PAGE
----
South Korea goes cashless all over again

Written by Kapronasia || August 25 2020

South Korea is going cashless. Again. This time it's e-wallets and digital banks driving the trend, not credit cards. South Korea is already one of the world's most credit-card friendly countries. By some estimates, it has the world's highest credit card penetration rate. South Korea also has the world's highest internet connection speeds. These factors are much more integral to South Korea's Cashless 2.0 movement than covid-19, even if the pandemic is pushing more of the economy online.

In mid-January, analytics firm GlobalData named South Korea as one of Asia's cashless champions, along with China. The London-based firm noted that half of Korea’s 1,600 bank branches no longer accept cash deposits or withdrawals, while e-commerce spending accounts for 6% of annual GDP.

With the advent of virtual banks in South Korea, the country appears to be tentatively embracing fintech innovation. Payments are just one small piece of the puzzle. Scanning a QR code with a smartphone to pay for a coffee at Starbucks is convenient, but it's just the tip of the iceberg.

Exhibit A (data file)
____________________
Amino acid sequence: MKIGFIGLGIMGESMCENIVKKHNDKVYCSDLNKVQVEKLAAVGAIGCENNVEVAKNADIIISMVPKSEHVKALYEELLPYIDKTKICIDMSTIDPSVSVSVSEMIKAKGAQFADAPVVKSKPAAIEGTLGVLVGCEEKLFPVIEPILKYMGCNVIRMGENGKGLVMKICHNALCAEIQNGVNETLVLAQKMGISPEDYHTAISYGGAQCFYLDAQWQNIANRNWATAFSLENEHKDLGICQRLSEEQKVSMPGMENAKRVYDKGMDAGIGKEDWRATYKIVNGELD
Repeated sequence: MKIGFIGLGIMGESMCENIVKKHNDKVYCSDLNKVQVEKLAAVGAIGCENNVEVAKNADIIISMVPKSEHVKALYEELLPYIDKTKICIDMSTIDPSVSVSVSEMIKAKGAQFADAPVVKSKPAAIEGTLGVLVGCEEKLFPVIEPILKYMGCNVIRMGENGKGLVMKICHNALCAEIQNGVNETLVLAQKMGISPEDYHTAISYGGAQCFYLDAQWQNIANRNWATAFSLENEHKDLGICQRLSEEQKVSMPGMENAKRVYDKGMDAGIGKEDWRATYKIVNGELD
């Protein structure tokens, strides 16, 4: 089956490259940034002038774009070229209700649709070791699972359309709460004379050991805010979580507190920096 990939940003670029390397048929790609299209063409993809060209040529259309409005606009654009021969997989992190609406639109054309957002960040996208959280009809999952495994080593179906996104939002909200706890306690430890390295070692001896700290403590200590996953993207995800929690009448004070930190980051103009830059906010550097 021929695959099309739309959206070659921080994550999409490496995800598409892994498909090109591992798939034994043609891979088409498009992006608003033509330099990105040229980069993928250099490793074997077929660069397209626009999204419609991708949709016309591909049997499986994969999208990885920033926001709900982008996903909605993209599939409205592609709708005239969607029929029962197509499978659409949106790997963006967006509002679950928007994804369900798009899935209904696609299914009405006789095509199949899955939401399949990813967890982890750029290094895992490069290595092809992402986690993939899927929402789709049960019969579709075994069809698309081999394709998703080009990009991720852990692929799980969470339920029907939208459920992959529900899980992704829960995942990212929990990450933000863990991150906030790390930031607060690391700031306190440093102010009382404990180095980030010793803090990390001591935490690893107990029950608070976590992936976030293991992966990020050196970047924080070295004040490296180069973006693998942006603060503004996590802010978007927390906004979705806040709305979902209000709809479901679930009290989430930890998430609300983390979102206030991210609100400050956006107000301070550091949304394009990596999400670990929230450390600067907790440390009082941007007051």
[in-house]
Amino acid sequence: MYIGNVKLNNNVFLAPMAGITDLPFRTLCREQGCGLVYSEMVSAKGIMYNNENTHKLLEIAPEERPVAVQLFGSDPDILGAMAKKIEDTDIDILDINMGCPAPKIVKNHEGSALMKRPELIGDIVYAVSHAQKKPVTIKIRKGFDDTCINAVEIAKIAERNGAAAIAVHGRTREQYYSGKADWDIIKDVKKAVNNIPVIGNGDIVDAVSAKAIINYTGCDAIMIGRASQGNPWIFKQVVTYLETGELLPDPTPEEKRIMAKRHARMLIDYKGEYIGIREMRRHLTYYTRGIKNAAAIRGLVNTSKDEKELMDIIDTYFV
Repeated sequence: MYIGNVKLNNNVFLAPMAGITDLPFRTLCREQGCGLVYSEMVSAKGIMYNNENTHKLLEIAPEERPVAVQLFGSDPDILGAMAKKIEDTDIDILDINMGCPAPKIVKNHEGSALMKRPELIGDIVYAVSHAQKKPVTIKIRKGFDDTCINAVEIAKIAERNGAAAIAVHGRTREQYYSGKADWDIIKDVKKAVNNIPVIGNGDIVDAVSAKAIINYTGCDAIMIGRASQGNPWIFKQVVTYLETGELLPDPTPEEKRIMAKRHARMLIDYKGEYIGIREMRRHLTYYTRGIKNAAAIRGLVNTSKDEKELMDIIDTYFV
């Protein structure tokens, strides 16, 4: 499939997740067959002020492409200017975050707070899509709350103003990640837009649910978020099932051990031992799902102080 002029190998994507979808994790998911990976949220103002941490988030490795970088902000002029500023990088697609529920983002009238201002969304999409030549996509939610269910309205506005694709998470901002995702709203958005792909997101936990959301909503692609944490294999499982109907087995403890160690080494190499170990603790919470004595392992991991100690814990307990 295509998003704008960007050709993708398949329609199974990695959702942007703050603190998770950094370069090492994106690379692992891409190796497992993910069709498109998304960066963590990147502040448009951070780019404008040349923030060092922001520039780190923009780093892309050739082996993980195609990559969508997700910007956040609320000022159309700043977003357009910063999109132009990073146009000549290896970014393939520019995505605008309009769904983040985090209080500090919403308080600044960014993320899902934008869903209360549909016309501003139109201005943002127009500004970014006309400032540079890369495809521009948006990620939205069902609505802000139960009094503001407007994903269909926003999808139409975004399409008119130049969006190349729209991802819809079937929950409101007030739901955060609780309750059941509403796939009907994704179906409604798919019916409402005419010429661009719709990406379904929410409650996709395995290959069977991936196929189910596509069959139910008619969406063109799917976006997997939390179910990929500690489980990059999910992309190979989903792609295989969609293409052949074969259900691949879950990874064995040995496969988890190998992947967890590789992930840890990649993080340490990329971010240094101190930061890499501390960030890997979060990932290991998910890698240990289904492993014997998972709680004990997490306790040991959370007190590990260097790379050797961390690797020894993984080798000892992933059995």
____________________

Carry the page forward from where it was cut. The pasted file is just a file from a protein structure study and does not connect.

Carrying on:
The digital lender K bank said in late July that it planned to launch an "untact" loan balance transfer service in the second half of 2020, a first for the South Korean financial sector. Under K bank's plan, customers will register digital signatures in K bank's system that will allow the lender to approve the loan transfer much faster than the traditional way - by verifying the authenticity of a borrower's seal certificate. K bank expects loan transfer customers to use the service when applying for a mortgage.

K bank is one of two operational neobanks in South Korea, the other being Naver-owned Kakao Bank. In Nov. 2019, Kakao launched a a spare change investment service that allows users of mobile messenger Kakao Talk to invest in funds with the change from their online purchases — amounts less than 1,000 won ($84 cents). The broker’s system automatically makes investments on behalf of customers.

In less than four months, the service attracted 200,000 new subscribers and the investments reached 20 billion won.

In the first half of the year, Kakao Bank posted a profit of 45.3 billion won (US$38 million), nearly a fivefold increase year-on-year. Because of Kakao Bank's outstanding performance, the neobank sector as a whole was profitable in the first half of the year. In contrast, traditional banks were loss-making, according to South Korea's Financial Supervisory Service (FSS). Overall, the banking sector's operating income fell 17.5% to 6.9 trillion won ($5.8 billion) from January-June.